Sport | Rotorua

60th Rotorua Marathon runners to receive commemorative medals

Runners at next year’s 60th Rotorua Marathon will receive a commemorative medal that tells the story of the lake they will run around in May.

The medal, designed by Rotorua-based ringa toi Te Wehi Preston, depicts Mokoia Island in the centre, emblazoned with a puhoro design.

Preston says having Mokoia as the centre of the design is symbolic of the island being a traditional compass point for the iwi and hapū who have lived along the lake’s shores for generations.

“Ko Mokoia te mea ka kitea, ahakoa ka haere koe ki hea i a koe e huri haere ana, e omaoma haere ana i te roto nei.”

(Mokoia is the constant sight wherever you go on the run around the lake.)

“Ka mutu, he nui tonu ngā kōrero e hāngai tonu ana ki te moutere rā.”

(Also, there are many stories and legends that relate to that island.)

One of the more famous stories involving Mokoia is that of Hinemoa and Tūtanekai, which is represented by the two puhoro.

“Ko tētahi o ngā puhoro e aupiki ana, ko tētahi e auheke ana. Tētahi e ara i te Rāwhiti, tētahi e heke ki tērā atu taha. Ērā puhoro e tohu ana i te arohanui i waenganui i te tokorua rā, tērā tērā. Ērā puhoro e kōrero ana mō te aupiki me te auheke o ngā āhuatanga i roto i te oranga o te tangata, tētahi atu anō kōrero e kōrero ana mō te kauwae runga mō te kauwae raro.”

(One of those puhoro is rising and the other is descending. One lifts towards the east and the other draws in the other direction. Those puhoro are symbolic of the love between Hinemoa and Tūtanekai. They also talk about the highs and lows we as people go through in life and, finally, they also represent the traditional understanding of celestial knowledge and terrestrial knowledge.)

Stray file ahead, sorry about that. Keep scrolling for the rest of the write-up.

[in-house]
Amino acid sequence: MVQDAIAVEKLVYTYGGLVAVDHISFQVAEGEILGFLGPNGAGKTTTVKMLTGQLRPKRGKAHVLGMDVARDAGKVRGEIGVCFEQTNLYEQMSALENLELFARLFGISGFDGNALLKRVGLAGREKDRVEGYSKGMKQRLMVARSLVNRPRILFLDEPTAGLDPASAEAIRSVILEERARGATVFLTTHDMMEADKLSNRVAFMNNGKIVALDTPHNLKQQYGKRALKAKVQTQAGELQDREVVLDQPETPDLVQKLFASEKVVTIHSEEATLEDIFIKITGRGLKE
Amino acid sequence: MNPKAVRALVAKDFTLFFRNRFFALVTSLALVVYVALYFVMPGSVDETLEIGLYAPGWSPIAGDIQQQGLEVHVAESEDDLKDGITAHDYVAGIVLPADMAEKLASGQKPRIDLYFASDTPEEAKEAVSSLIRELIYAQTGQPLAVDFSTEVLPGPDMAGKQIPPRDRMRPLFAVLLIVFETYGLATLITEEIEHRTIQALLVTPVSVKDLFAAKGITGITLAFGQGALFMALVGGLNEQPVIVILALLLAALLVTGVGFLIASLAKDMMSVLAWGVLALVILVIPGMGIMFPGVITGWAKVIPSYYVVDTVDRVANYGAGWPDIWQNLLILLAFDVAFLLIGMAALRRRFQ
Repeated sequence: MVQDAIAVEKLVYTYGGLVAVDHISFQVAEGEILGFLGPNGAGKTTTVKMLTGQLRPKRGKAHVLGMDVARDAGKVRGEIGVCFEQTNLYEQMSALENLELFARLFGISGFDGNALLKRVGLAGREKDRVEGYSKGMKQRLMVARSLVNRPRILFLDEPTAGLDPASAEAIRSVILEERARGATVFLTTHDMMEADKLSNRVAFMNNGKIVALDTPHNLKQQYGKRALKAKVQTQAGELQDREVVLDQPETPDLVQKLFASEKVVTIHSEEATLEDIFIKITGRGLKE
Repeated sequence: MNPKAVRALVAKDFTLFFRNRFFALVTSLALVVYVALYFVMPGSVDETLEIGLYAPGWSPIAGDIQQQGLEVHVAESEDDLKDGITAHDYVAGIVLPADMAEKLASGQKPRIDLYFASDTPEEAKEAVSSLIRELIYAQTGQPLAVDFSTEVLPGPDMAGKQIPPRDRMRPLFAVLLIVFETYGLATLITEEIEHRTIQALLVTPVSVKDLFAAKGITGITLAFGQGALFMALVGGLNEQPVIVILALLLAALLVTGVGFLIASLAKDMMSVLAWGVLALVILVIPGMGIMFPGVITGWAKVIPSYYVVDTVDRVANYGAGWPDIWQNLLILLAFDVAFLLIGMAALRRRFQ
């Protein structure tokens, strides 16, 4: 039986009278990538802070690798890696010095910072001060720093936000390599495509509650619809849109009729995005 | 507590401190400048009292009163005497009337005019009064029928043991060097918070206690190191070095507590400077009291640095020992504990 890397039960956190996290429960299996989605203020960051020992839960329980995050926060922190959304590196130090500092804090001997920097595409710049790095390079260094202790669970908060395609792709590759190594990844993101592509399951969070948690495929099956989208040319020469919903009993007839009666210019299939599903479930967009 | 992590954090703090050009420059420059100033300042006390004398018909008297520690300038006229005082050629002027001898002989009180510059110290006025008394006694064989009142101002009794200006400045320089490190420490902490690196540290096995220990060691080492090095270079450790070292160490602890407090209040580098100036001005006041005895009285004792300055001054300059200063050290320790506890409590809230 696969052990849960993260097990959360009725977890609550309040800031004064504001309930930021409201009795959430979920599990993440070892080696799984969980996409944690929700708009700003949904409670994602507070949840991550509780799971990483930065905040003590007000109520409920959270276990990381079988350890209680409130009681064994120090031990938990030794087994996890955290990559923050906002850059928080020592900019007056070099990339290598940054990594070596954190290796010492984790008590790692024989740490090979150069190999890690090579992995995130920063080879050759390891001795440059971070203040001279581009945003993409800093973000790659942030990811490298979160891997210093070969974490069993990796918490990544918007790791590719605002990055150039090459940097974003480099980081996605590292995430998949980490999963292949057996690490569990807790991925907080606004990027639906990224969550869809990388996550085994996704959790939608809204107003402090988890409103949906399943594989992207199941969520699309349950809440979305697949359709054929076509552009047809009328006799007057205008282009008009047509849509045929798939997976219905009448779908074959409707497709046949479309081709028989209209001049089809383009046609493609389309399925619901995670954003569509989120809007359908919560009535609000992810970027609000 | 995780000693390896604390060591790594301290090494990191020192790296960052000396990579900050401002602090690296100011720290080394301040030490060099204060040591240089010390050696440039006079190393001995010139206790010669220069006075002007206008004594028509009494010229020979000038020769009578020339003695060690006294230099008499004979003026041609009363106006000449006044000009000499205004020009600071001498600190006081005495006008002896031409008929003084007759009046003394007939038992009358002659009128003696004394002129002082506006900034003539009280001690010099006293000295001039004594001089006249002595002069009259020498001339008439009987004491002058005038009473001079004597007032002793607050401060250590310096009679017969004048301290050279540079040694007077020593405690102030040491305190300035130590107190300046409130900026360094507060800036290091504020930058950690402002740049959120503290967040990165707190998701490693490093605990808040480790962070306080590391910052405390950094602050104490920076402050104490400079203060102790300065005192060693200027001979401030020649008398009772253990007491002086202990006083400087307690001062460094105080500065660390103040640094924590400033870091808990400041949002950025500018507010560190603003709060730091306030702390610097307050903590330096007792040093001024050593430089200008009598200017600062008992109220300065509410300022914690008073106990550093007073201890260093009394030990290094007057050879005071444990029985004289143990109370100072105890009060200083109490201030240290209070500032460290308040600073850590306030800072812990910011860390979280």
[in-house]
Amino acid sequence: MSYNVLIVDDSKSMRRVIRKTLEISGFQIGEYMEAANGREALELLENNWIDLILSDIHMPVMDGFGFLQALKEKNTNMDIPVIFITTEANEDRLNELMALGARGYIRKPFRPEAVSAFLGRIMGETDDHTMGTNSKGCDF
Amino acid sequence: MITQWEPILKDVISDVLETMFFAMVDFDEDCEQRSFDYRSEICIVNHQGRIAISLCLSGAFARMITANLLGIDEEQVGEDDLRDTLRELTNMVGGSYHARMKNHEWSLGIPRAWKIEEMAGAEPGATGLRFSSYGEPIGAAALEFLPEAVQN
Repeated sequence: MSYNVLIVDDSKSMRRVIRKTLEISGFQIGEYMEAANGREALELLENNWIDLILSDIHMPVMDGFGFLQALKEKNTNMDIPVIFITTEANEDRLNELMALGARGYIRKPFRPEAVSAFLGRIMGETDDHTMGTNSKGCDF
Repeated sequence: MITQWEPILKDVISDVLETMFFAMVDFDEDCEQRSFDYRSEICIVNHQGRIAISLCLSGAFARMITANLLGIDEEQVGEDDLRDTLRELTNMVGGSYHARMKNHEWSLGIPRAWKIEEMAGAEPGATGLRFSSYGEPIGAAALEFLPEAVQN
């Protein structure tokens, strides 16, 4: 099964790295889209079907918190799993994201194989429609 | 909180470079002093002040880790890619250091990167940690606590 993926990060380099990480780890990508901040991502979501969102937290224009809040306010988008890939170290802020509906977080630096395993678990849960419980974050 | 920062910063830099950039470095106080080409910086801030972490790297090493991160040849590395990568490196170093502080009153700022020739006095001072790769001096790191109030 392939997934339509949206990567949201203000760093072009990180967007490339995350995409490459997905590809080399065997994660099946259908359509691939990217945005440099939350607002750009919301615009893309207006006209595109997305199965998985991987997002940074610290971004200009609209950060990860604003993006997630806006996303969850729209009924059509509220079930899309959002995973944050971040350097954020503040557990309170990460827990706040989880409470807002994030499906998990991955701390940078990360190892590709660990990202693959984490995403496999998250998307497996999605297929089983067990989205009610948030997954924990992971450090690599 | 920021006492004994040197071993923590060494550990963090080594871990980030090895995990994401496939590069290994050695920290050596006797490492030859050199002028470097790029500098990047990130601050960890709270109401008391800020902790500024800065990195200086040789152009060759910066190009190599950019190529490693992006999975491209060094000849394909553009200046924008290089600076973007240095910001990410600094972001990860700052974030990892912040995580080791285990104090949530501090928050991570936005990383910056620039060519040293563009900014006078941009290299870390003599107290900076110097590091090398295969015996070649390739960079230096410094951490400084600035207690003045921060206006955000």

The design also incorporates the mangōpare and mangopae designs, representing two of the kaitiaki believed to have accompanied Te Arawa on its journey to Aotearoa.

Preston says it has been an honour to design the medals for such a milestone event - but, more importantly, he is thankful event organisers have been open to hearing and learning the history of the area, and have a deeper understanding of the historic connection the many iwi and hapū have to the many landmarks and points along the course.

“One of the biggest things that can be applauded here is their apporach, their willingness to sit back and to listen and to be directed and to ensure Māori are involved into the processes and the creating of tohu that reflect the surroundings and the Rotorua community.”

Another feature of the design is a series of patterns below Mokoia, the whakarare, reflecting the ripples of the water symbolising the many bays and villages found around the entire lake.

Even the number 60 on the medal has a symbolic touch to it with both digits featuring teeth-marks of a whale, a reference to the tale of Tinirau and his pet whale, Tutunui, who was killed and eaten by Kae. Mokoia is also known by the name Te Motutapu a Tinirau.

The 60th running of the Rotorua Marathon will take place over the first weekend of May next year.